And what “evidence” is there for believing these experiences are of God?

We can’t prove an organic basis, but nor can we prove a spiritual basis. It just comes down to faith. How do you prove the existence of angels? You do it by looking at their handiwork, the good deeds. And you ask people who have had this experience what they think it was, and guess what? Most will say it was an angel, or Christ, or God.

Many people of faith who might believe in angels also wrestle with the problem of theodicy, or God’s ‘absence’ for people in tragedies? Do you have any explanation based on your research of why some people experience guardian angels appearing, and often saving their lives, while others don’t?

I do take this question up in the book. There are a couple of possibilities: One is that some people are more open to experience. It’s one of the psychological variables. We might all be receiving such help in times of crisis, but some people are just not open to acknowledging such advice or comfort. They will rationalize it away. They will consider it a sign of breakdown, not of strength, and they will disregard it. Or, a religious explanation would be that while an angel could intervene to assist you, the angel will not because it knows that injury, suffering or death will bring a person closer to God. Aquinas wrote that “Sometimes, in the workings of providence, a man must suffer trouble; this is not prevented by the guardian angel.”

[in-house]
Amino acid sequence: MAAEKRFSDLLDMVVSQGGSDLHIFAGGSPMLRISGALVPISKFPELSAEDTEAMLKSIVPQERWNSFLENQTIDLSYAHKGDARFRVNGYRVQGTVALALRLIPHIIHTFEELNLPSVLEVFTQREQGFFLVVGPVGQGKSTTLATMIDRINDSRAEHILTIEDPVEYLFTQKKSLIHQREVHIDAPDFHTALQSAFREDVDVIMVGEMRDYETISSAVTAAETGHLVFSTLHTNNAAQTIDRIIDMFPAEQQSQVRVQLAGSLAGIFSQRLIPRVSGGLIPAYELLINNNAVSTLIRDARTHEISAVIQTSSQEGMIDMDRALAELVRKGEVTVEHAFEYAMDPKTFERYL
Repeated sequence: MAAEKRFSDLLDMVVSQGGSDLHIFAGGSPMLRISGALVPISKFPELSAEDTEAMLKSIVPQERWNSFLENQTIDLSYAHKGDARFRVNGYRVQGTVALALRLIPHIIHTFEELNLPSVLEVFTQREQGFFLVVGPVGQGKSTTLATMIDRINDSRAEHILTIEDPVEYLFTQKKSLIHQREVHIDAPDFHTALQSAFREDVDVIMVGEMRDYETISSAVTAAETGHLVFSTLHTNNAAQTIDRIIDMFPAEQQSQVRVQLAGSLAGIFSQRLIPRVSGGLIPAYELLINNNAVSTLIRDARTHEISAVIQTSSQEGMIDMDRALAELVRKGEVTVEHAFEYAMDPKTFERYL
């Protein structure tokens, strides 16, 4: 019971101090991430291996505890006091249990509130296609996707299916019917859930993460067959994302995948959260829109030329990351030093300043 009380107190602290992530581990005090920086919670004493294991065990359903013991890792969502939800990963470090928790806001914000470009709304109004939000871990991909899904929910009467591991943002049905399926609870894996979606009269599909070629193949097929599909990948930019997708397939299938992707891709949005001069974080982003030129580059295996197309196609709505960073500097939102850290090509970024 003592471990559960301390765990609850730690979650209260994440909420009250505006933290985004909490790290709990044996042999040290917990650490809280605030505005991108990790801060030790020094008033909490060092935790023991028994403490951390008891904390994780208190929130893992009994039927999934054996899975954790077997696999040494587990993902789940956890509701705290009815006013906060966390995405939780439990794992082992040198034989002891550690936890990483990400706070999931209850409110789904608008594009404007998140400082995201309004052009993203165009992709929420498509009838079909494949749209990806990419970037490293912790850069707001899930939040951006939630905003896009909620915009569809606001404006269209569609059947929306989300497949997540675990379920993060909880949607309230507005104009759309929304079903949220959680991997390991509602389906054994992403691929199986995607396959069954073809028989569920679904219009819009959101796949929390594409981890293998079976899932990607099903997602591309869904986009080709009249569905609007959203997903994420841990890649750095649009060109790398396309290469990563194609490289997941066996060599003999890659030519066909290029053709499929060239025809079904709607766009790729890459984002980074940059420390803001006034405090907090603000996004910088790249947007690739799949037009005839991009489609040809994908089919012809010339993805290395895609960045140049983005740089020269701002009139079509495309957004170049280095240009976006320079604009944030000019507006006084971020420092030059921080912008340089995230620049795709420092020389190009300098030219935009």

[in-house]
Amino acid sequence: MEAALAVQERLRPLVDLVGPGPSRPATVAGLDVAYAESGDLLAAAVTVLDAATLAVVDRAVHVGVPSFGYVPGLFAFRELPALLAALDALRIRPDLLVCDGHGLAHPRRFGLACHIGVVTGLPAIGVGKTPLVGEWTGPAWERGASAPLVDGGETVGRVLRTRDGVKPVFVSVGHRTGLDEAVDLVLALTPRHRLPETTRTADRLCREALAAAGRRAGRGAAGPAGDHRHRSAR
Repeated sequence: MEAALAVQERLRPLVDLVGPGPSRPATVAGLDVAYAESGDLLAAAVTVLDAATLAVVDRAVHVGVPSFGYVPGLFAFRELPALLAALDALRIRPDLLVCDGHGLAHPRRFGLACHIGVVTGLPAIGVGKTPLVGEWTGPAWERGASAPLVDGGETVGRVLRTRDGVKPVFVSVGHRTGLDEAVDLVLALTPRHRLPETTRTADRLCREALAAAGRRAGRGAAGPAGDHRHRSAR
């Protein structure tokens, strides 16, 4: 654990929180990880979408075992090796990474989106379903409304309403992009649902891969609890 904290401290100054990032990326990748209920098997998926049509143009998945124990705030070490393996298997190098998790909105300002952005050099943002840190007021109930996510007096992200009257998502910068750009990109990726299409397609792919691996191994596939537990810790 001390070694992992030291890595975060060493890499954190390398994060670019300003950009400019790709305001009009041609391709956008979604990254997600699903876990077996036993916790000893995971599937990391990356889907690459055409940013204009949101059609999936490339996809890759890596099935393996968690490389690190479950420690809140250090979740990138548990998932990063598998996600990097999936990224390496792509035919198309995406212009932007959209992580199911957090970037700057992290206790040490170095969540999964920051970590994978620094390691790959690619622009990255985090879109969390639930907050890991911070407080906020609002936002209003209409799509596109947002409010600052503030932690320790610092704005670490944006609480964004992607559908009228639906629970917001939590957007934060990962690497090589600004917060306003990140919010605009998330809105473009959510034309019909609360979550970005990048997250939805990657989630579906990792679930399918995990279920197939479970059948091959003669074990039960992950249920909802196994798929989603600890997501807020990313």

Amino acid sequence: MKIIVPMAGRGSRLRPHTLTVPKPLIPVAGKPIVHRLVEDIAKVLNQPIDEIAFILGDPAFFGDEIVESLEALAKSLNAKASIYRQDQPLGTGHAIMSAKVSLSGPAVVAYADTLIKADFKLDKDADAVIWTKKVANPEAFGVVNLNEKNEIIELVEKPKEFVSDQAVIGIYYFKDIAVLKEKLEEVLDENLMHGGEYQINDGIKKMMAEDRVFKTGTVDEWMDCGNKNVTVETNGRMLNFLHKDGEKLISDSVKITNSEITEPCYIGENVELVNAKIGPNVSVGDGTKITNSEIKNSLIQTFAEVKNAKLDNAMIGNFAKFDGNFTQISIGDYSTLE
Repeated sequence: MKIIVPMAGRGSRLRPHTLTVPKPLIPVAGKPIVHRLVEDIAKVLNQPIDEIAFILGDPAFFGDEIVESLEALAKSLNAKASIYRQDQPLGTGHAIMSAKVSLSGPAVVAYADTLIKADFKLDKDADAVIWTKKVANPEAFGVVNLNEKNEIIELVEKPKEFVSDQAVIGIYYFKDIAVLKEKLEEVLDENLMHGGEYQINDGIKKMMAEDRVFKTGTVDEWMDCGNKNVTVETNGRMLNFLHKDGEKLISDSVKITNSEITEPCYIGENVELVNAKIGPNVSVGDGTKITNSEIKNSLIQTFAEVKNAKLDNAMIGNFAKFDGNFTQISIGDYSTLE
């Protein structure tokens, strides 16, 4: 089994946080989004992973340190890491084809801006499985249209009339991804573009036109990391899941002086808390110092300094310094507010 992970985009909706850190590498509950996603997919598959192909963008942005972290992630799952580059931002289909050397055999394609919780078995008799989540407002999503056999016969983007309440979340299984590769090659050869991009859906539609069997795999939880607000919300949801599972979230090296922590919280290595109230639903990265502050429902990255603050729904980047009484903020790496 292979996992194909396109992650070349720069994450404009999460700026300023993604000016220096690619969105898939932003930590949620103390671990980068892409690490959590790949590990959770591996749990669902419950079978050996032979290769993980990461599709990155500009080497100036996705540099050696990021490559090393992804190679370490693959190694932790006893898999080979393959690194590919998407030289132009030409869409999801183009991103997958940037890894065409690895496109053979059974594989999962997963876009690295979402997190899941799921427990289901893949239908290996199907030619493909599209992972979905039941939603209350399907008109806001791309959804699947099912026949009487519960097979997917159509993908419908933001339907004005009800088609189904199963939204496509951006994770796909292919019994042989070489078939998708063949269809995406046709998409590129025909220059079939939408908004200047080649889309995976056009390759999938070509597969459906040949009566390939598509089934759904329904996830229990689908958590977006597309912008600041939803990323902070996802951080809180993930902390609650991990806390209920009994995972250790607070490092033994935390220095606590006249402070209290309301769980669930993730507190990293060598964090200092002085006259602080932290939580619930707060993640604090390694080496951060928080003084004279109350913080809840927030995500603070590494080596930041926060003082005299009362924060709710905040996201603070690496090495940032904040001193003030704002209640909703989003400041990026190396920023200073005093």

What was the most surprising thing about writing this book?

I was surprised by the courage of so many people to come forward and share their extraordinary experiences. I have never imagined how many forms these interventions could take, and how remarkable each is. I was also surprised by my own realization that, while the theories for the phenomenon, spiritual and scientific, are fascinating, at the end of the day the fact of the angel effect is all that really matters. This book is proof of the existence of angels — or of a brain experience that is a perfect match for what we have always thought of as an encounter with the angelic. That is pretty surprising in of itself.